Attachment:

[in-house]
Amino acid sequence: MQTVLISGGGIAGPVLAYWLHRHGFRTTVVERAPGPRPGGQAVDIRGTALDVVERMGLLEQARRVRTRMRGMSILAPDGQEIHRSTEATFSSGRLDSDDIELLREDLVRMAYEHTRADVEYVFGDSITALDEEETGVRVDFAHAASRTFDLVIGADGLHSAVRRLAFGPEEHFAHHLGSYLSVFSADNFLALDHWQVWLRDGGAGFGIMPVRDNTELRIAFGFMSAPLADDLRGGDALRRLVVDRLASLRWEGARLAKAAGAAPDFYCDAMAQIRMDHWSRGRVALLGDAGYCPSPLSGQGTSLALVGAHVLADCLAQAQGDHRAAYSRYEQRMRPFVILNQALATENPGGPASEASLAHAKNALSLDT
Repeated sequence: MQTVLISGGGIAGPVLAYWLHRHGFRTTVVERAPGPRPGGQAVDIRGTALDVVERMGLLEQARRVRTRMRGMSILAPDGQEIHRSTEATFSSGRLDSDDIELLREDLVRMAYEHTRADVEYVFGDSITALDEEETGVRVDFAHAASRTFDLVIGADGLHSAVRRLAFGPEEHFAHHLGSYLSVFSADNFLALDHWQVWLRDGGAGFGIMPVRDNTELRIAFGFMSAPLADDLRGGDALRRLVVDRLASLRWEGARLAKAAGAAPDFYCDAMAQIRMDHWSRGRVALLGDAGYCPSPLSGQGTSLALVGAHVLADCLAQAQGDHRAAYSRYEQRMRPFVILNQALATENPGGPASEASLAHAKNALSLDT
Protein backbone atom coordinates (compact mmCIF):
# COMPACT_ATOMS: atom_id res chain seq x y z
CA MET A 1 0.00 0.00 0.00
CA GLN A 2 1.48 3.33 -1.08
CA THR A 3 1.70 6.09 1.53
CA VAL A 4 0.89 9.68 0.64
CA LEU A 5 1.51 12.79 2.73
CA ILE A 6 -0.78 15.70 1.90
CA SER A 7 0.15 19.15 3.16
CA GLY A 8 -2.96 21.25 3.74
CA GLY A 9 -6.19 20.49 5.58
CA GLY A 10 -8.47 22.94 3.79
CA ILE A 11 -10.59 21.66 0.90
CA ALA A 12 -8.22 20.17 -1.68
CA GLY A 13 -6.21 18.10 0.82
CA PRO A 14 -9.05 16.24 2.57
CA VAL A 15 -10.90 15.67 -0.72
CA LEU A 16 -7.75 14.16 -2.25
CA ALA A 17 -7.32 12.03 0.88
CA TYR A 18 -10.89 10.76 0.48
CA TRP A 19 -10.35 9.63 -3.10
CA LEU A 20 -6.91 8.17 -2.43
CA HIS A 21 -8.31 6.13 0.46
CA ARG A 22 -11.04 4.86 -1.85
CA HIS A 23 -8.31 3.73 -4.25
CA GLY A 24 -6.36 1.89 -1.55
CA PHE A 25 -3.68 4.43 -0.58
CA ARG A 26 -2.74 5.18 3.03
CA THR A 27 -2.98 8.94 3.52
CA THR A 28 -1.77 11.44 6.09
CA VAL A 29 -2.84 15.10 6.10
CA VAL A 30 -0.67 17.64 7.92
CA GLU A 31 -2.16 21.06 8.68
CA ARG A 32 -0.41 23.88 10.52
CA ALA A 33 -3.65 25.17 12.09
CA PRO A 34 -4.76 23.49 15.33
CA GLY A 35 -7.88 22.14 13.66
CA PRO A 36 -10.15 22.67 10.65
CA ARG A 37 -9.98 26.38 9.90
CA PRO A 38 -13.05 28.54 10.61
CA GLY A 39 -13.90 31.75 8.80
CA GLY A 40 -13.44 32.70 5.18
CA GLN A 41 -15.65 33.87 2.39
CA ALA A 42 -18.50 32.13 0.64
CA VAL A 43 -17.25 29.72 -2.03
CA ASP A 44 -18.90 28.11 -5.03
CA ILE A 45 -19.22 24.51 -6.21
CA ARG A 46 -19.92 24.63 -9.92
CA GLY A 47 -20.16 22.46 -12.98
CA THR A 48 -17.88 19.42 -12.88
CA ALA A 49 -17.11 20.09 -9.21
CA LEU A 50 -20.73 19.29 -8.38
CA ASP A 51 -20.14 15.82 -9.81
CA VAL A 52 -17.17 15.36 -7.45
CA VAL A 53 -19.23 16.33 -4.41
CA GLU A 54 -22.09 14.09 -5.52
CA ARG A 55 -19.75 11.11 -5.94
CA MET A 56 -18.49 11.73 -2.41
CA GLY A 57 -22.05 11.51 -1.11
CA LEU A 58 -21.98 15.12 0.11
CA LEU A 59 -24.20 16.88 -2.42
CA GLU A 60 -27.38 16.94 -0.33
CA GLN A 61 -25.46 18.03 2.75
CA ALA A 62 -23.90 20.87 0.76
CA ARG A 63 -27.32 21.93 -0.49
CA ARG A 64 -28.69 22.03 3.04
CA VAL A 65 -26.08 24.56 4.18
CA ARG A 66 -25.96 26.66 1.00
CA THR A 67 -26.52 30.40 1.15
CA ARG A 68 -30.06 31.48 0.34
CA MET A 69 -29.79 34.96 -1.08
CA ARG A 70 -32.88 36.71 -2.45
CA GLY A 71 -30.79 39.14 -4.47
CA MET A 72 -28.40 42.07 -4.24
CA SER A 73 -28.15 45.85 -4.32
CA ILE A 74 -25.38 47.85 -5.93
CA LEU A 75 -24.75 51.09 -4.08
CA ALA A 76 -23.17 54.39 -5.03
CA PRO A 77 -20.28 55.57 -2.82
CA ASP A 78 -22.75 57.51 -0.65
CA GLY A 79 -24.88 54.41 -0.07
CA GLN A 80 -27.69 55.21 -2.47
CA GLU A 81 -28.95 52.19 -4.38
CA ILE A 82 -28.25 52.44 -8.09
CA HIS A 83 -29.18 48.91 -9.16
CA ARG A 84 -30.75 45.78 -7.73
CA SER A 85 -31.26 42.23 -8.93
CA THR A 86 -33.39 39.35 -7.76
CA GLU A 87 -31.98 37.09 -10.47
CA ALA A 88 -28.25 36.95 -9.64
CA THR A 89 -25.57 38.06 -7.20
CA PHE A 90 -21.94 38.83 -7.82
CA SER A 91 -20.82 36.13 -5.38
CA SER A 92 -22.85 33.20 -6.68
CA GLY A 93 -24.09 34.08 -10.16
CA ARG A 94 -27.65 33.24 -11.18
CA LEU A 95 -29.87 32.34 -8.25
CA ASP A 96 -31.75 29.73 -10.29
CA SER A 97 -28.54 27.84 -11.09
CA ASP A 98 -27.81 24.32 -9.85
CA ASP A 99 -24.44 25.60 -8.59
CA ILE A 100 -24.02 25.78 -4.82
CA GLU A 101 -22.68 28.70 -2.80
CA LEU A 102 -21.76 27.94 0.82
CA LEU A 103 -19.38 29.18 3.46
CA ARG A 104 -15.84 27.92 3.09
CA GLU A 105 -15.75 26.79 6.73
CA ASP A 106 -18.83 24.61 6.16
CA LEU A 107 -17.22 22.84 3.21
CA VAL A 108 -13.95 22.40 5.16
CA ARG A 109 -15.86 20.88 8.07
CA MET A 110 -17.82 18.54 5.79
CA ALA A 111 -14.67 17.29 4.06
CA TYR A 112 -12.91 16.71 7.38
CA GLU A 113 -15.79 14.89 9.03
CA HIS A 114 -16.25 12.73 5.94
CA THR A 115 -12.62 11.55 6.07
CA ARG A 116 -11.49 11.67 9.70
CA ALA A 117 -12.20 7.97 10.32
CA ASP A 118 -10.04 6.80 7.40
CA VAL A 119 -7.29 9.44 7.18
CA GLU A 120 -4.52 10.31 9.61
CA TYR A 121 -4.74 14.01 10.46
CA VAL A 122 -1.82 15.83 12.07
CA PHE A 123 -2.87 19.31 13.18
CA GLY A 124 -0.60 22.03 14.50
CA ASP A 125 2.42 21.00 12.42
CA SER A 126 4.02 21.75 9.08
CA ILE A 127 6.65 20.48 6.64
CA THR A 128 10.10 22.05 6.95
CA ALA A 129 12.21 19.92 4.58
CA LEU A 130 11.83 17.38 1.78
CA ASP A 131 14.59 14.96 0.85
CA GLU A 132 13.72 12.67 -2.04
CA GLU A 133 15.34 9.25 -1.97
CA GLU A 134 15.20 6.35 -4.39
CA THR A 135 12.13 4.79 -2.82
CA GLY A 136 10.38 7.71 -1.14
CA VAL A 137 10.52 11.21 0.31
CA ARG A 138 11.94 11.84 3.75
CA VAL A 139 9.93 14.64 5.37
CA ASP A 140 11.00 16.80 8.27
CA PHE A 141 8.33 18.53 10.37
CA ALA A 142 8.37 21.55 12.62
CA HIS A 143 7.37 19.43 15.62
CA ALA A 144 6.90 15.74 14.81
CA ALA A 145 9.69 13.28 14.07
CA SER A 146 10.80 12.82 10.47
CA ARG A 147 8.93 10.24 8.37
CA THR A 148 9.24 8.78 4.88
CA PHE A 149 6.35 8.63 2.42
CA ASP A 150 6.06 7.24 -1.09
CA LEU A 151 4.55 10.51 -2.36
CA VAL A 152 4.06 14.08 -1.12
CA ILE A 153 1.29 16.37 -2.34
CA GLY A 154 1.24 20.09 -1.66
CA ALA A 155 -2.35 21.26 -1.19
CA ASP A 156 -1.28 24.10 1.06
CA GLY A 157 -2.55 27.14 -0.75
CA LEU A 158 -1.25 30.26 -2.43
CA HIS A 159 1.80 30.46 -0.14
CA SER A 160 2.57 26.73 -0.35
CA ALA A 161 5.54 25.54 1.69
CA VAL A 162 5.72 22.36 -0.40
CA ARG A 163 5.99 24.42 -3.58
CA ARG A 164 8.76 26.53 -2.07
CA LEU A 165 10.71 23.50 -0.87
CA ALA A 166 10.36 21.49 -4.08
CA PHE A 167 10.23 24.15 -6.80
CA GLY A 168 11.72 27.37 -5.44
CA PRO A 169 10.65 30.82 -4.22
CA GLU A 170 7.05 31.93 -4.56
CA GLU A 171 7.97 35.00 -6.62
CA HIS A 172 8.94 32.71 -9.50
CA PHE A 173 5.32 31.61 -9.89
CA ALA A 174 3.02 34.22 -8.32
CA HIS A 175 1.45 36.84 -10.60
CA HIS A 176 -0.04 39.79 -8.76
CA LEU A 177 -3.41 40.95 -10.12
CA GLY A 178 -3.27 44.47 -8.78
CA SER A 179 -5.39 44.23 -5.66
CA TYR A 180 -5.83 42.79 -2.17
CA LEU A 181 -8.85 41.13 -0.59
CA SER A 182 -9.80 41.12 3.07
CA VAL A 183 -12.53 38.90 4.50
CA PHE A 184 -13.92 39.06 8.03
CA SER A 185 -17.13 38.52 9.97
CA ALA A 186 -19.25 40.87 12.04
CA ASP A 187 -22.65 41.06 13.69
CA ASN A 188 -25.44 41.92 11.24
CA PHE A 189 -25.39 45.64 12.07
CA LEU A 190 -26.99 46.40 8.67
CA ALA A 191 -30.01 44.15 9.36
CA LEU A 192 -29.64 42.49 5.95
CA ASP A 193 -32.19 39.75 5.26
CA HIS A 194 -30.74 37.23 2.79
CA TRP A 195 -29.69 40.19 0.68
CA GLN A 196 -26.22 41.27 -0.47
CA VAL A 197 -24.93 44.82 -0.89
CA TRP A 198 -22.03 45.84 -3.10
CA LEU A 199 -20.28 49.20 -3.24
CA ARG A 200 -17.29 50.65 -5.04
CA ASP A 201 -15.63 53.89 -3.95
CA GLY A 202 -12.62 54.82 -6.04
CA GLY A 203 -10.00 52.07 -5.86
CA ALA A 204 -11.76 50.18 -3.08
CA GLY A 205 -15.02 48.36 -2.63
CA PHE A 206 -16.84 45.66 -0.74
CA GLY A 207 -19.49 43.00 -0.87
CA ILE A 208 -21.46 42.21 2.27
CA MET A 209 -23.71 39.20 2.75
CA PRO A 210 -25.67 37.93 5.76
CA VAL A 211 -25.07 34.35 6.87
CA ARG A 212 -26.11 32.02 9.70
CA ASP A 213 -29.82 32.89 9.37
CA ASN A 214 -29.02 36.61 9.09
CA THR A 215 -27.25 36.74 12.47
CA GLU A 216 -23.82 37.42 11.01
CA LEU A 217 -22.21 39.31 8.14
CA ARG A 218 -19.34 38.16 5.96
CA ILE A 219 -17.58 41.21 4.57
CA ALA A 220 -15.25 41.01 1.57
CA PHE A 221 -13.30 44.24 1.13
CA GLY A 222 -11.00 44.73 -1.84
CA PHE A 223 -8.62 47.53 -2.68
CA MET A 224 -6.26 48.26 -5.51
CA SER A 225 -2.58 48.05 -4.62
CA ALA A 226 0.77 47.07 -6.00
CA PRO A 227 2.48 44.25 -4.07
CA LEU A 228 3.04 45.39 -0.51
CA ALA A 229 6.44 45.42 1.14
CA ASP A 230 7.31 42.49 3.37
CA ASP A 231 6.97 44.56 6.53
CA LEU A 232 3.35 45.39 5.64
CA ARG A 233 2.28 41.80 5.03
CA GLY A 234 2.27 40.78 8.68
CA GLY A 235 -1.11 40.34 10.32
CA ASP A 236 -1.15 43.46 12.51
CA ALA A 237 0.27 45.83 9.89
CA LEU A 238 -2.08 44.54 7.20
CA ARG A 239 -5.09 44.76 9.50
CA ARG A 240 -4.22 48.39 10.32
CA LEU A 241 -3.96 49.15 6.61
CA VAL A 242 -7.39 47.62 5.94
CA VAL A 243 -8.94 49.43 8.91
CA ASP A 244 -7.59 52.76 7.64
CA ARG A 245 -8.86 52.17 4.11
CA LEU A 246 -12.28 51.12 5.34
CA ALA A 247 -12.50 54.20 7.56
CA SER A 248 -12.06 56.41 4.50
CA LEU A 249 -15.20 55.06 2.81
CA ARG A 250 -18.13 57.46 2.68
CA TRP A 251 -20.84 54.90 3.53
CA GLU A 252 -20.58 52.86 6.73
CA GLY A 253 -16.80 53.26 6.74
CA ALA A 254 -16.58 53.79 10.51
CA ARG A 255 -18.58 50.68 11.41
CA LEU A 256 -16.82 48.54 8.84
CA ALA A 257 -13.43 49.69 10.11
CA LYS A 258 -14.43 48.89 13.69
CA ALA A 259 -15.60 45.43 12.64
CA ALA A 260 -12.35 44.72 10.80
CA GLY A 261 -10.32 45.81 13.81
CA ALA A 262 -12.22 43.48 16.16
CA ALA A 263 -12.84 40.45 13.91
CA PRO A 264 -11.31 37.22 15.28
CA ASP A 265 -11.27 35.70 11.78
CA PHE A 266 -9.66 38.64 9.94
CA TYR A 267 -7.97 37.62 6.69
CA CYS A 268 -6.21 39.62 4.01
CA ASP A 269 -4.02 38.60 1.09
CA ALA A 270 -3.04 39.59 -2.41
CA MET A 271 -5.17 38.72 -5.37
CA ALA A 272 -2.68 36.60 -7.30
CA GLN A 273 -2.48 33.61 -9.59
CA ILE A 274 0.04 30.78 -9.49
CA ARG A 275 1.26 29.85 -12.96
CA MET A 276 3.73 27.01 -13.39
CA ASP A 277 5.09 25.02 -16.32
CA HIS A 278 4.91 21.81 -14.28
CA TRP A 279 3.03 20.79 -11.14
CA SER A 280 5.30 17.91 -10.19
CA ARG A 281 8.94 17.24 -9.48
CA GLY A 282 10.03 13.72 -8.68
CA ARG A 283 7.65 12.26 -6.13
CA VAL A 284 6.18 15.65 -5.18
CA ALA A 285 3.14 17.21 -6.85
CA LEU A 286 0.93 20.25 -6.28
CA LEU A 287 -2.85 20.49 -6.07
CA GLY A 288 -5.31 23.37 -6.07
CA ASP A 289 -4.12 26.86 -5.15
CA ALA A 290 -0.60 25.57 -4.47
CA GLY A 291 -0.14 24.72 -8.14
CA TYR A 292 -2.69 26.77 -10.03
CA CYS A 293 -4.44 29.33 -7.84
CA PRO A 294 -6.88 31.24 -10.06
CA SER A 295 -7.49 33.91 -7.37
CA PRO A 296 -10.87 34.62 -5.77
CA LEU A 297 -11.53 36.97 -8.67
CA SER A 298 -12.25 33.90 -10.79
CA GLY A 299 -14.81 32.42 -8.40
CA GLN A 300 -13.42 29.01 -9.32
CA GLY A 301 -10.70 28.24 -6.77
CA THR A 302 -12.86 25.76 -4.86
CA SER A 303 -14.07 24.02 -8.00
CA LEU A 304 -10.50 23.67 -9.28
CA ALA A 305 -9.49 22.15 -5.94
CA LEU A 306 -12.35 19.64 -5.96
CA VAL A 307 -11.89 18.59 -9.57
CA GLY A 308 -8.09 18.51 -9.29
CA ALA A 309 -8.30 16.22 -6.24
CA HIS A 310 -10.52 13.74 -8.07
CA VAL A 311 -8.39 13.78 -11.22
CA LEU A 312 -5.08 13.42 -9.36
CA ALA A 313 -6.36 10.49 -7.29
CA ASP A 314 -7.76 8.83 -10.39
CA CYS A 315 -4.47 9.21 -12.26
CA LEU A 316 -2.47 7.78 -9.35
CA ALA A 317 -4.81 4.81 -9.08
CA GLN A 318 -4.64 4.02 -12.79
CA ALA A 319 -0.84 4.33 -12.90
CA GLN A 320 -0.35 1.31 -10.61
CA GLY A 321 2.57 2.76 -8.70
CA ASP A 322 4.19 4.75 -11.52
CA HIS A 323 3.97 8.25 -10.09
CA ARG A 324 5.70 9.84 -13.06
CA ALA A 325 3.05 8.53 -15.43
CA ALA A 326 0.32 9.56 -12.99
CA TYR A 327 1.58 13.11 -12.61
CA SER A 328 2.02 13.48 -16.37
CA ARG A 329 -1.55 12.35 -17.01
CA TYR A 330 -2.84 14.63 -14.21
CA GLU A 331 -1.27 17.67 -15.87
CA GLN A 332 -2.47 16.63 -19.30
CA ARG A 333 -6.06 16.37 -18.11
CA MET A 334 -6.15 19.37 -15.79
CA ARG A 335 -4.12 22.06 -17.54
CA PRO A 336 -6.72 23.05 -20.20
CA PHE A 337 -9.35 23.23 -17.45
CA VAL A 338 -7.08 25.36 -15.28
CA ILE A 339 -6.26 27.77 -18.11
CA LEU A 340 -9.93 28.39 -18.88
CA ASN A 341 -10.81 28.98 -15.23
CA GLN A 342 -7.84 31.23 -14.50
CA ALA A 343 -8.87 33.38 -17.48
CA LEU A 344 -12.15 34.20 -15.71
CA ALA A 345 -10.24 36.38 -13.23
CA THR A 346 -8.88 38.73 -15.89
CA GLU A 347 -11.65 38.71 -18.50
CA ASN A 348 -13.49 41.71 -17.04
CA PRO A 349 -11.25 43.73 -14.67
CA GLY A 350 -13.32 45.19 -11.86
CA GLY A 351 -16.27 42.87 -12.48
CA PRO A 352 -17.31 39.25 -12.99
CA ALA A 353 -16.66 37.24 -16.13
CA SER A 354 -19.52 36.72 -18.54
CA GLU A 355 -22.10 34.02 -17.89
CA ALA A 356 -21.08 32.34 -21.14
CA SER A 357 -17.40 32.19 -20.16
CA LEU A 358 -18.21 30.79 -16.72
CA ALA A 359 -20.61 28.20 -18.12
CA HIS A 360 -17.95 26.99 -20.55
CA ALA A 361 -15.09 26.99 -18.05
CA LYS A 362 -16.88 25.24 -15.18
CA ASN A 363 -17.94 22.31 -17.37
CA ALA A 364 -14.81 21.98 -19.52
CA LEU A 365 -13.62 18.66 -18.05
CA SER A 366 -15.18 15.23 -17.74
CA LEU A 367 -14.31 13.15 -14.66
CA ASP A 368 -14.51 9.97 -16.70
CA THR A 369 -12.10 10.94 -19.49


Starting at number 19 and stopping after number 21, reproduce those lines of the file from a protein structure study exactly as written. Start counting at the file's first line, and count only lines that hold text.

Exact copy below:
CA PRO A 14 -9.05 16.24 2.57
CA VAL A 15 -10.90 15.67 -0.72
CA LEU A 16 -7.75 14.16 -2.25